Dilma visits Cuba

News from Cuba | Wednesday, 1 February 2012

from La Alborada.net

Brazilian president Dilma Rouseff is in Cuba, from where she will go onto Haiti. The visit seems normal and even welcome by the countries of the Americas, all of which maintain normal ties with Cuba except one that insists on maintaining its blockade against the island. As it happens, Brazil continues to expand its presence in the southern nations, a course of events that necessarily reduces the historical influence of the US in the area. The Wall Street headlined an article on the trip this way: "Brazil's President Flexes Clout in Cuba Trip."

Dilma met with her counterpart Raul Castro --photos of the event show a friendly and animated conversation- - and also with former president Fidel Castro; "very proudly," she said. The Brazilian leader, who took office barely over a year ago and may well be re-elected for a second term, praised the formation of the CELAC, which includes all Latin American and Caribbean states except the US and Canada. None of this bodes well for Washington's policy on Cuba, nor, for that matter, for US attempts to maintain hegemony over the region.

At her news conference, the first question was about human rights. She answered that "We'll start by talking about human rights in the United States, concerning a base here, called Guantanamo. Let's talk about human rights everywhere." She also noted her opposition to the blockade.

The meetings in Havana were not just about atmospherics or politics. The two presidents reviewed progress at the new mega-port at Mariel, which is being constructed with Brazilian financing and engineering.

That project would free Havana harbor from its duties as a major

commercial port, and facilitate the docking of today's large-scale

freighters at a brand-new commercial hub for the region. Brazil is also involved in rebuilding Cuba's sugar sector, and has agreed to help finance food purchases-- a central concern of the Cuban government-- as well as Cuba's acquisition of machinery and equipment in order to develop its own agricultural production. Dilma proposed a "strategic and lasting partnership" to develop Cuba's economy.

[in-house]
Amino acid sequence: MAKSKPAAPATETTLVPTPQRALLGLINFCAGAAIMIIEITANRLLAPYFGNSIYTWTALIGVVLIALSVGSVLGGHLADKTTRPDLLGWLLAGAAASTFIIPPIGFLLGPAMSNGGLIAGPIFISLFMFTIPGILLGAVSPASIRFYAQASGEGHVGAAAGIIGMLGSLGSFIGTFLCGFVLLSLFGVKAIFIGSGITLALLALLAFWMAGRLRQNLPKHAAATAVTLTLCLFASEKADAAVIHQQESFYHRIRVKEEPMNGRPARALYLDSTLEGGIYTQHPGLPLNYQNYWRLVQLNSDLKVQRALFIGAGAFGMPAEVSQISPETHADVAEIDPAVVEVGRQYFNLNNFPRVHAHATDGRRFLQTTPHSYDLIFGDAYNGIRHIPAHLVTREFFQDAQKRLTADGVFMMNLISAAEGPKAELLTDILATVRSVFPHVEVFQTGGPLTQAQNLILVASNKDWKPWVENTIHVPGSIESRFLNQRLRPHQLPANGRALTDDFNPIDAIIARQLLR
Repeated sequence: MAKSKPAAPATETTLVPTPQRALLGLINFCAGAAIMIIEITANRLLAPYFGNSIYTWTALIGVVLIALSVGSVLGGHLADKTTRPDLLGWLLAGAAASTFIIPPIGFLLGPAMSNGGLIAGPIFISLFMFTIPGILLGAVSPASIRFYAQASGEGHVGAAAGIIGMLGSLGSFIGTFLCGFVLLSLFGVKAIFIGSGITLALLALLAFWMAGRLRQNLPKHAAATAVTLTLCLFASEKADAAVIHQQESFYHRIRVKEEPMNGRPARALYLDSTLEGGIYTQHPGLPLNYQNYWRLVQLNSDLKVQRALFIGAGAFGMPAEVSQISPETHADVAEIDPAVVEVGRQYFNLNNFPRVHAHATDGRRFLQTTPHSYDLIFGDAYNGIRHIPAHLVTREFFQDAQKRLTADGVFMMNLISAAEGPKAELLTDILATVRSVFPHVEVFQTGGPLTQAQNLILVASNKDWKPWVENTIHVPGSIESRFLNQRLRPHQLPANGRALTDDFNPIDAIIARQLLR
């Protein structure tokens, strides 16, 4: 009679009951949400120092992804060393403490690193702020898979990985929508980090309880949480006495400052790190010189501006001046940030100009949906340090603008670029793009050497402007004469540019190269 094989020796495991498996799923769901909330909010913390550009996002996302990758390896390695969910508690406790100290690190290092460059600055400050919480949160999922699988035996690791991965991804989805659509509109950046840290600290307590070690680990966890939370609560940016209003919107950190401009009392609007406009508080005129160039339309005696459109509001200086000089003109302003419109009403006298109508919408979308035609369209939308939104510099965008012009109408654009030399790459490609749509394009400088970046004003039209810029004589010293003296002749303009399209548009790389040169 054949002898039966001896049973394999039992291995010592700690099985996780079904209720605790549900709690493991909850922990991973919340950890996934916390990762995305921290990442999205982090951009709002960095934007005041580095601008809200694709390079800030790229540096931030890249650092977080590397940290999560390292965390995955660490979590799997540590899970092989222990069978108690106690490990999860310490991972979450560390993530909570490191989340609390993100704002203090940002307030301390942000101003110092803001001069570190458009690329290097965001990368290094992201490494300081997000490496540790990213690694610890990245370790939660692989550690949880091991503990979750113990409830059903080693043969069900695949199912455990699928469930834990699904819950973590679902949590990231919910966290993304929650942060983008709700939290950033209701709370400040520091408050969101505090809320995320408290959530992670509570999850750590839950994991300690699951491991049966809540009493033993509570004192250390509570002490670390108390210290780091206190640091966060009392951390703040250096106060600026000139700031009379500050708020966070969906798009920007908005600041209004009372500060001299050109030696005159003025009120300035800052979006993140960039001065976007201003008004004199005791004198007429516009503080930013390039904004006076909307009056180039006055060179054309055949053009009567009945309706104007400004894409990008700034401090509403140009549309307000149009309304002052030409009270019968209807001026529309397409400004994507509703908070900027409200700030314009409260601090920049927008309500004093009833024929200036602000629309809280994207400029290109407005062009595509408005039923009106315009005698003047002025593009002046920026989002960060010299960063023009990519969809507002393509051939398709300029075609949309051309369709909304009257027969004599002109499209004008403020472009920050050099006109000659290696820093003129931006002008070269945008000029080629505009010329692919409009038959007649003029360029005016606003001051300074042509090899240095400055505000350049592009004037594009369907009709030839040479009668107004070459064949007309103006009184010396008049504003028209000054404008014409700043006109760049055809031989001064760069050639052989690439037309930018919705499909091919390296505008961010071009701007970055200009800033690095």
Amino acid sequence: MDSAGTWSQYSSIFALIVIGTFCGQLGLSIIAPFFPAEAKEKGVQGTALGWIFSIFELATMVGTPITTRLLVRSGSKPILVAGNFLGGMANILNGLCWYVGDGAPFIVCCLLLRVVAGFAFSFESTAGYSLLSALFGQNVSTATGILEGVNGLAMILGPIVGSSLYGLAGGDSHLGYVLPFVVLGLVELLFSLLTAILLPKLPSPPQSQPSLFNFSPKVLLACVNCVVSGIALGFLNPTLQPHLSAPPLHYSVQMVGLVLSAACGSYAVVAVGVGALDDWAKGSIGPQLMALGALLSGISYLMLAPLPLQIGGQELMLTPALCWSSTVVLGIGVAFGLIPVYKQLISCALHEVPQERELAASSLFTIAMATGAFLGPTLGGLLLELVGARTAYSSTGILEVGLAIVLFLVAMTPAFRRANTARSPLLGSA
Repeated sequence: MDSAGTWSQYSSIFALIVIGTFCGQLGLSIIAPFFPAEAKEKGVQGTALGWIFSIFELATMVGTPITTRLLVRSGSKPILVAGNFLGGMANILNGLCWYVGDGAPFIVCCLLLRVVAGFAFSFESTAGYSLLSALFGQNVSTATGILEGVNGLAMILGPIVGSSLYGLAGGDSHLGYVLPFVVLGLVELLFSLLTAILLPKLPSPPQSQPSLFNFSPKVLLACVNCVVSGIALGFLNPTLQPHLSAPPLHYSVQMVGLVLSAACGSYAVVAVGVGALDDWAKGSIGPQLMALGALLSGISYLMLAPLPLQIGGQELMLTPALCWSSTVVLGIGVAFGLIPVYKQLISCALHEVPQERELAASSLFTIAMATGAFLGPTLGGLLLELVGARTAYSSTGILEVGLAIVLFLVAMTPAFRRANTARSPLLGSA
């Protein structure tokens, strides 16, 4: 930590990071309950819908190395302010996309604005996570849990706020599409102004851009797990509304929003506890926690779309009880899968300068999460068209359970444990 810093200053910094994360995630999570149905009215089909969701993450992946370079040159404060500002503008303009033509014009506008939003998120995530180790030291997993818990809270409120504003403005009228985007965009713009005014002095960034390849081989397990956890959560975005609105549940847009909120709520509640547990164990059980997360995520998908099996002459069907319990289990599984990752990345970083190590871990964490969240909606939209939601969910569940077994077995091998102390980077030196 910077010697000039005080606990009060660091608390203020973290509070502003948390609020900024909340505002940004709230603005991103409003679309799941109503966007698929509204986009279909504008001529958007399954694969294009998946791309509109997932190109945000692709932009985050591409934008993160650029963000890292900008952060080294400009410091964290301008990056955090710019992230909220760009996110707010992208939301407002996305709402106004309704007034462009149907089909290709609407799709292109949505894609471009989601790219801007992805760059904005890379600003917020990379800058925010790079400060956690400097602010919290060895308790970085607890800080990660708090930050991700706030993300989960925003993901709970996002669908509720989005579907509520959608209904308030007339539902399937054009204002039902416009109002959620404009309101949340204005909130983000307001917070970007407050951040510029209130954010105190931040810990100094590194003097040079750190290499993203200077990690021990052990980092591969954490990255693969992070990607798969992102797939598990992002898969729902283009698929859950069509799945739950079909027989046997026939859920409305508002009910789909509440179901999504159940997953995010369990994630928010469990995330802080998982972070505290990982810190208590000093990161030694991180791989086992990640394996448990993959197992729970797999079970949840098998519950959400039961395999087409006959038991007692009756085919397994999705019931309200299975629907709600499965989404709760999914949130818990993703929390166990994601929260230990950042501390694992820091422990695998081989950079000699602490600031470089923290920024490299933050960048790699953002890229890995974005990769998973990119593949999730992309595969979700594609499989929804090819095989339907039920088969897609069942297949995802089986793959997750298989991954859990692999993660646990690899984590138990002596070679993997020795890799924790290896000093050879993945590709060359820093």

Cuba awaits the result of prospecting for oil off its northern coast. If commercial quantities are found, its current financial difficulties would diminish significantly, aided by current changes in its domestic economy. Foreign relations with Cuba have been described as strategic by China and Russia, and now Brazil. Concerning US the blockade, Cuba counts on the support of all of the other nations of the continent.

Yet, the US persists in making the blockade work, notwithstanding further that the latter has become a permanent irritant in its relations throughout the region. Washington's policy makers are surely aware of the unlikelihood of the success of its obsession. In 2014, the CELAC is expected to hold its third conference, in Cuba. The heads of state of all of Latin America and the Caribbean will be present in Havana, and it will be a historical occasion. The US is not invited to attend.

Will the US accept the need for a new approach, or will it step up its efforts to overthrow the Cuban government? We would not raise the question if we did not have our doubts on the matter.

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